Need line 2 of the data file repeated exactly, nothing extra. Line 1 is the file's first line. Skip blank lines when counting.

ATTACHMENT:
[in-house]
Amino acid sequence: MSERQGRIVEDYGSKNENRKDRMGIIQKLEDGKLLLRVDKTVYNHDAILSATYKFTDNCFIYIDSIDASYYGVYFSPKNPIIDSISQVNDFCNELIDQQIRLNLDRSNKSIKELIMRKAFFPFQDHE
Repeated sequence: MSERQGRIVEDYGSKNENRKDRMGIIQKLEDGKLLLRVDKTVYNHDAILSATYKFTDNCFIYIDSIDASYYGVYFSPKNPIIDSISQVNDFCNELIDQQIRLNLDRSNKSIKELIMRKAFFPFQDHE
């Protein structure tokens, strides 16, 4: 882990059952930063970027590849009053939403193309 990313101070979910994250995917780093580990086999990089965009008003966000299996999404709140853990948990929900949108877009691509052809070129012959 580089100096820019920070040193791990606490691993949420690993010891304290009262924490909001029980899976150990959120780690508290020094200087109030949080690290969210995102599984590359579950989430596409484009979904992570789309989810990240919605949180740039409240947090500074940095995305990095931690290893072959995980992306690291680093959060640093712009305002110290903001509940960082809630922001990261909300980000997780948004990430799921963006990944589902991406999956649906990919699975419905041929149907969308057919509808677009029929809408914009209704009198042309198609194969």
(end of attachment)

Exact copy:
Amino acid sequence: MSERQGRIVEDYGSKNENRKDRMGIIQKLEDGKLLLRVDKTVYNHDAILSATYKFTDNCFIYIDSIDASYYGVYFSPKNPIIDSISQVNDFCNELIDQQIRLNLDRSNKSIKELIMRKAFFPFQDHE